Badal seeks PM's intervention in Maharashtra Sikh shrine controversy
Punjab Chief Minister Parkash Singh Badal on Tuesday sought the intervention of Prime Minister Narendra Modi to restrain the Congress government in Maharashtra from going ahead with its decision to reduce the Shiromani Gurdwara Parbandhak Committee (SGPC) representation in the Takht Hazur Sahib board.
Chandigarh: Punjab Chief Minister Parkash Singh Badal on Tuesday sought the intervention of Prime Minister Narendra Modi to restrain the Congress government in Maharashtra from going ahead with its decision to reduce the Shiromani Gurdwara Parbandhak Committee (SGPC) representation in the Takht Hazur Sahib board.
The shrine, located at Nanded in Maharashtra, is one of the five Takhts (high religious seats) of the Sikh religion.
In a letter to the Prime Minister, Badal said that the Maharashtra government's decision was "not an ordinary administrative decision as it concerned the sentiments and religious traditions of Sikh community".
"This anti-Sikh decision was a part of a deep-rooted conspiracy of the Congress to lower the dignity of Sikh religious institutions, including the Takht Sri Hazur Sahib and the SGPC," Badal alleged.
Punjab's ruling Shiromani Akali Dal and the SGPC were locked in a bitter controversy with the Congress government in Haryana recently over the setting up of a new Haryana Sikh Gurdwara Parbandhak Committee (HSGPC) to manage Sikh shrines in Haryana.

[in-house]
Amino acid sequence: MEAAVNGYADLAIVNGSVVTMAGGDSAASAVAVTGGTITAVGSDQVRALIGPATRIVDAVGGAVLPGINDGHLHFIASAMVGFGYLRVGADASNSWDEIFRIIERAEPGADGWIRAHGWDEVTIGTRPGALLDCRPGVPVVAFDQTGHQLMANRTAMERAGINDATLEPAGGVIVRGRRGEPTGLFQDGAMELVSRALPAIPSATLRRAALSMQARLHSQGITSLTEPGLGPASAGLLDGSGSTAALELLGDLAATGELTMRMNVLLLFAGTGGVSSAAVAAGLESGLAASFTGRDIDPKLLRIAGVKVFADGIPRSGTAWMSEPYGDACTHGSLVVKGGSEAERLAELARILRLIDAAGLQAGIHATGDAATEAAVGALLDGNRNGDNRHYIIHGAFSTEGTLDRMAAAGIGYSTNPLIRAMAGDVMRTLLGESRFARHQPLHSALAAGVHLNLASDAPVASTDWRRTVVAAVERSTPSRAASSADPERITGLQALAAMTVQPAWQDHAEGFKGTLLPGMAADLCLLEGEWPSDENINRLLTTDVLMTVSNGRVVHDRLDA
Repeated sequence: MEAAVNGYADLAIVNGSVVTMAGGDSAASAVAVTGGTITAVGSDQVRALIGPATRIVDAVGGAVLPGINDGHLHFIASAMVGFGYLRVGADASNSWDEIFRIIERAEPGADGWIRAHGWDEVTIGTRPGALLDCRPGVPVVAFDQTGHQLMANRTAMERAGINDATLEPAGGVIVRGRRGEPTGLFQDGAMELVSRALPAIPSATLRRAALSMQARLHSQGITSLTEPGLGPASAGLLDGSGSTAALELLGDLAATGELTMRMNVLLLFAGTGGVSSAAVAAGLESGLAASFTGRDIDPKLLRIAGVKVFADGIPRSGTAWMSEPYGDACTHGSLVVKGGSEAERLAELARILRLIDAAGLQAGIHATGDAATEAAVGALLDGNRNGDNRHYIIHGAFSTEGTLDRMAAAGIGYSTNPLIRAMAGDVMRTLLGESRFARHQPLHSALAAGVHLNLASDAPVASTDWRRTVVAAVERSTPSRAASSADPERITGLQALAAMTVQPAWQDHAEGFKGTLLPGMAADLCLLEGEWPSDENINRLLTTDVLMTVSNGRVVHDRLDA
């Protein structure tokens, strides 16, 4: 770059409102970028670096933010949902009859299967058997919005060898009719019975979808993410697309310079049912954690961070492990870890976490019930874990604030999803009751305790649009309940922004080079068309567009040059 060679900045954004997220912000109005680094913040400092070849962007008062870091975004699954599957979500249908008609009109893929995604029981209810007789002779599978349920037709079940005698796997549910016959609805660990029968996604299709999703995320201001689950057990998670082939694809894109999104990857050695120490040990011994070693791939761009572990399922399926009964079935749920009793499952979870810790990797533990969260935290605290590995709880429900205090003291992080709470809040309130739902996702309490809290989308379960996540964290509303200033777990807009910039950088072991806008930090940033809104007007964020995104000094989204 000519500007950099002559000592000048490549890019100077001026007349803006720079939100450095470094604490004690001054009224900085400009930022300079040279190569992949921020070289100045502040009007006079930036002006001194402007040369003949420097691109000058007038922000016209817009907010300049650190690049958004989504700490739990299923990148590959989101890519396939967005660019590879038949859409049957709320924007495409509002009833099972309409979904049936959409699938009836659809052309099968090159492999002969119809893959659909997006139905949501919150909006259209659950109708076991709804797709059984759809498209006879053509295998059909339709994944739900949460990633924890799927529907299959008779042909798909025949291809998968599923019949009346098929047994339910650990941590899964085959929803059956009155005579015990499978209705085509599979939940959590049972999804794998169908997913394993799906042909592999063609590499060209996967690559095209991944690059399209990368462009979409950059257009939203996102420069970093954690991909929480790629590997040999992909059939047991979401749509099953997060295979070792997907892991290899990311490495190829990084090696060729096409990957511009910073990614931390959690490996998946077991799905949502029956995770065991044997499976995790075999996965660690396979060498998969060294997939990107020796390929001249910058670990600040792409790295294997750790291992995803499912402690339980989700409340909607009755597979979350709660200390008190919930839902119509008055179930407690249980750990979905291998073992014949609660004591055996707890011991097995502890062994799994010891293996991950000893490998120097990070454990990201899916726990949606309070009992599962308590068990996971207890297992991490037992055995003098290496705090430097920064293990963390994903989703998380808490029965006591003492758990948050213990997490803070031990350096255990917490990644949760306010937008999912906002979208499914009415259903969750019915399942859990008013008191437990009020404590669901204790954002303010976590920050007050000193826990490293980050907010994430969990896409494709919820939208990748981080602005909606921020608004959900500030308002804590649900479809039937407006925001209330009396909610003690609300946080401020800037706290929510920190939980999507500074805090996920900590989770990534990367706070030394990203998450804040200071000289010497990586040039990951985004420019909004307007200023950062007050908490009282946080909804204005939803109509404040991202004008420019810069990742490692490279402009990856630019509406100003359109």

Badal urged Modi to direct the Maharashtra government to prevent the situation from getting worse. "The Government of India (GoI) should take appropriate measures for refraining the Maharashtra government from going ahead with this unwarranted dangerous move," he stressed.
Virtually alleging a conspiracy by the Maharashtra government, Badal said that the shrine board for the Takht was set up in 1956 through a legislative act and there had been no problem with it in the past 58 years.
"The other curious aspect of the decision is that while the number of members of the board has been increased from 17 to 21, the number of representatives of the SGPC, the apex elected religious body of the Sikhs, has been curtailed from four to one. This is not only illogical but also prima facie mischievous," he contended.
Noting that the number of the Maharashtra government nominees on the board had been doubled, Badal alleged that the whole move seemed to be to weaken the SGPC and the Sikh community.